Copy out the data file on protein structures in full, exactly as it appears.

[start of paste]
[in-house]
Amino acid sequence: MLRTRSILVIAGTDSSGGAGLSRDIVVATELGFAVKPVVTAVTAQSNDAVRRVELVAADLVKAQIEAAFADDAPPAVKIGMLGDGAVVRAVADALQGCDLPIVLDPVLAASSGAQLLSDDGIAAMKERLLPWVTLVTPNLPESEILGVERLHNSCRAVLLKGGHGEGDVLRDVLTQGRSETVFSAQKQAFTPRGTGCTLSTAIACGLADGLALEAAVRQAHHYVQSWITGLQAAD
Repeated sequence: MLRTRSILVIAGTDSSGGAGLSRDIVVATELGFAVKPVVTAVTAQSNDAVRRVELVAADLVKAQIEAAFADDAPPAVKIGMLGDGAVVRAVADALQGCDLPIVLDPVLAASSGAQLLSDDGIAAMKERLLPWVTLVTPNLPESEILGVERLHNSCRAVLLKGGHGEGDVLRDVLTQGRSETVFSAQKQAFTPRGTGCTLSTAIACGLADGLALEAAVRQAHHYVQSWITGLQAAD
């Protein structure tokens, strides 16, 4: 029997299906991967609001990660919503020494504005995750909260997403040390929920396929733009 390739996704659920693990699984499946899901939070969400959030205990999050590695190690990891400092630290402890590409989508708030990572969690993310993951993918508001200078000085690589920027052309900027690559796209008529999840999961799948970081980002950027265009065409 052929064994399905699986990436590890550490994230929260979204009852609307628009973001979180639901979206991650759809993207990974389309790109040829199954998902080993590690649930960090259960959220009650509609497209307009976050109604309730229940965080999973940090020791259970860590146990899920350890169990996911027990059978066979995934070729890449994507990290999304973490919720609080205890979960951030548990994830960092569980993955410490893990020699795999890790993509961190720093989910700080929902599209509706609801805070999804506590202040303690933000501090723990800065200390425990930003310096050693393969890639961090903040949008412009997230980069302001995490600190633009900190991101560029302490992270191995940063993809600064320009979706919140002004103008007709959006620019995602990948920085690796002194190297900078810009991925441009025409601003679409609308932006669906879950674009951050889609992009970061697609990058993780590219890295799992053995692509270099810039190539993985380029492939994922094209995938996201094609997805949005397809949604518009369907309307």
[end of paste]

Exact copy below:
[in-house]
Amino acid sequence: MLRTRSILVIAGTDSSGGAGLSRDIVVATELGFAVKPVVTAVTAQSNDAVRRVELVAADLVKAQIEAAFADDAPPAVKIGMLGDGAVVRAVADALQGCDLPIVLDPVLAASSGAQLLSDDGIAAMKERLLPWVTLVTPNLPESEILGVERLHNSCRAVLLKGGHGEGDVLRDVLTQGRSETVFSAQKQAFTPRGTGCTLSTAIACGLADGLALEAAVRQAHHYVQSWITGLQAAD
Repeated sequence: MLRTRSILVIAGTDSSGGAGLSRDIVVATELGFAVKPVVTAVTAQSNDAVRRVELVAADLVKAQIEAAFADDAPPAVKIGMLGDGAVVRAVADALQGCDLPIVLDPVLAASSGAQLLSDDGIAAMKERLLPWVTLVTPNLPESEILGVERLHNSCRAVLLKGGHGEGDVLRDVLTQGRSETVFSAQKQAFTPRGTGCTLSTAIACGLADGLALEAAVRQAHHYVQSWITGLQAAD
């Protein structure tokens, strides 16, 4: 029997299906991967609001990660919503020494504005995750909260997403040390929920396929733009 390739996704659920693990699984499946899901939070969400959030205990999050590695190690990891400092630290402890590409989508708030990572969690993310993951993918508001200078000085690589920027052309900027690559796209008529999840999961799948970081980002950027265009065409 052929064994399905699986990436590890550490994230929260979204009852609307628009973001979180639901979206991650759809993207990974389309790109040829199954998902080993590690649930960090259960959220009650509609497209307009976050109604309730229940965080999973940090020791259970860590146990899920350890169990996911027990059978066979995934070729890449994507990290999304973490919720609080205890979960951030548990994830960092569980993955410490893990020699795999890790993509961190720093989910700080929902599209509706609801805070999804506590202040303690933000501090723990800065200390425990930003310096050693393969890639961090903040949008412009997230980069302001995490600190633009900190991101560029302490992270191995940063993809600064320009979706919140002004103008007709959006620019995602990948920085690796002194190297900078810009991925441009025409601003679409609308932006669906879950674009951050889609992009970061697609990058993780590219890295799992053995692509270099810039190539993985380029492939994922094209995938996201094609997805949005397809949604518009369907309307």